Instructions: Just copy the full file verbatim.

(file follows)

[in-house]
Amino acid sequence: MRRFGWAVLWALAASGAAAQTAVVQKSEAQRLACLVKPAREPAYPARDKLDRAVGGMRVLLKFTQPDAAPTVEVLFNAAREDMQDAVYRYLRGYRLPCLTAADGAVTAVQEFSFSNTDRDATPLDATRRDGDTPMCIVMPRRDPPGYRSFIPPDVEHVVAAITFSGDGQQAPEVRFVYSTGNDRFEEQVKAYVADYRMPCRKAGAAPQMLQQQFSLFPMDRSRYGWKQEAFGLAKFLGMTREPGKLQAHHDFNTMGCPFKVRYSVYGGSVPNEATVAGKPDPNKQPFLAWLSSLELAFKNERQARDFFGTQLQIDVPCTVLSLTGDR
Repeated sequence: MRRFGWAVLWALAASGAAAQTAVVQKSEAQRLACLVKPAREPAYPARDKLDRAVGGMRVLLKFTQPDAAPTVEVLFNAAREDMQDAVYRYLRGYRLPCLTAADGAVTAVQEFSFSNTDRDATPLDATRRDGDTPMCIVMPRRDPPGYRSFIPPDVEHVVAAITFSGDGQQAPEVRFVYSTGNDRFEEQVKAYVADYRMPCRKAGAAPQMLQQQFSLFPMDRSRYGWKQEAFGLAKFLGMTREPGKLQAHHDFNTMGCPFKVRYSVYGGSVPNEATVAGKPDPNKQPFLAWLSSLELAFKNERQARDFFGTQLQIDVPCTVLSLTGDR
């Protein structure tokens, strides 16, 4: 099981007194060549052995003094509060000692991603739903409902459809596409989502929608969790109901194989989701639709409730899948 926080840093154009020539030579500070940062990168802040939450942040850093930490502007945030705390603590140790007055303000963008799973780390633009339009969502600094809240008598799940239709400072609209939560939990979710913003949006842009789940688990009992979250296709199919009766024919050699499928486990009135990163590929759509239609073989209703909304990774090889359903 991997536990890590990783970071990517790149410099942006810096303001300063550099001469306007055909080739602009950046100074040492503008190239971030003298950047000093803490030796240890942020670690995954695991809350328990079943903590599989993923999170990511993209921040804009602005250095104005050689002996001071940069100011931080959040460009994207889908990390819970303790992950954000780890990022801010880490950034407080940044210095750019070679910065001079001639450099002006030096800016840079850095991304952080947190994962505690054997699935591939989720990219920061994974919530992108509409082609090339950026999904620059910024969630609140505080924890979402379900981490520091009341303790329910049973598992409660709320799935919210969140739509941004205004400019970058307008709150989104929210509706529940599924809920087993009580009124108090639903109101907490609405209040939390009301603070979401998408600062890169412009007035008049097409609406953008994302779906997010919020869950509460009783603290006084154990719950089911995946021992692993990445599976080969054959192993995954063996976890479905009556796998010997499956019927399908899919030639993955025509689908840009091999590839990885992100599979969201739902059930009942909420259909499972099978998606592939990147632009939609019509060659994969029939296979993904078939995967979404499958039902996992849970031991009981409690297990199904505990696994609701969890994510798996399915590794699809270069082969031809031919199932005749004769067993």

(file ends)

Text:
[in-house]
Amino acid sequence: MRRFGWAVLWALAASGAAAQTAVVQKSEAQRLACLVKPAREPAYPARDKLDRAVGGMRVLLKFTQPDAAPTVEVLFNAAREDMQDAVYRYLRGYRLPCLTAADGAVTAVQEFSFSNTDRDATPLDATRRDGDTPMCIVMPRRDPPGYRSFIPPDVEHVVAAITFSGDGQQAPEVRFVYSTGNDRFEEQVKAYVADYRMPCRKAGAAPQMLQQQFSLFPMDRSRYGWKQEAFGLAKFLGMTREPGKLQAHHDFNTMGCPFKVRYSVYGGSVPNEATVAGKPDPNKQPFLAWLSSLELAFKNERQARDFFGTQLQIDVPCTVLSLTGDR
Repeated sequence: MRRFGWAVLWALAASGAAAQTAVVQKSEAQRLACLVKPAREPAYPARDKLDRAVGGMRVLLKFTQPDAAPTVEVLFNAAREDMQDAVYRYLRGYRLPCLTAADGAVTAVQEFSFSNTDRDATPLDATRRDGDTPMCIVMPRRDPPGYRSFIPPDVEHVVAAITFSGDGQQAPEVRFVYSTGNDRFEEQVKAYVADYRMPCRKAGAAPQMLQQQFSLFPMDRSRYGWKQEAFGLAKFLGMTREPGKLQAHHDFNTMGCPFKVRYSVYGGSVPNEATVAGKPDPNKQPFLAWLSSLELAFKNERQARDFFGTQLQIDVPCTVLSLTGDR
């Protein structure tokens, strides 16, 4: 099981007194060549052995003094509060000692991603739903409902459809596409989502929608969790109901194989989701639709409730899948 926080840093154009020539030579500070940062990168802040939450942040850093930490502007945030705390603590140790007055303000963008799973780390633009339009969502600094809240008598799940239709400072609209939560939990979710913003949006842009789940688990009992979250296709199919009766024919050699499928486990009135990163590929759509239609073989209703909304990774090889359903 991997536990890590990783970071990517790149410099942006810096303001300063550099001469306007055909080739602009950046100074040492503008190239971030003298950047000093803490030796240890942020670690995954695991809350328990079943903590599989993923999170990511993209921040804009602005250095104005050689002996001071940069100011931080959040460009994207889908990390819970303790992950954000780890990022801010880490950034407080940044210095750019070679910065001079001639450099002006030096800016840079850095991304952080947190994962505690054997699935591939989720990219920061994974919530992108509409082609090339950026999904620059910024969630609140505080924890979402379900981490520091009341303790329910049973598992409660709320799935919210969140739509941004205004400019970058307008709150989104929210509706529940599924809920087993009580009124108090639903109101907490609405209040939390009301603070979401998408600062890169412009007035008049097409609406953008994302779906997010919020869950509460009783603290006084154990719950089911995946021992692993990445599976080969054959192993995954063996976890479905009556796998010997499956019927399908899919030639993955025509689908840009091999590839990885992100599979969201739902059930009942909420259909499972099978998606592939990147632009939609019509060659994969029939296979993904078939995967979404499958039902996992849970031991009981409690297990199904505990696994609701969890994510798996399915590794699809270069082969031809031919199932005749004769067993």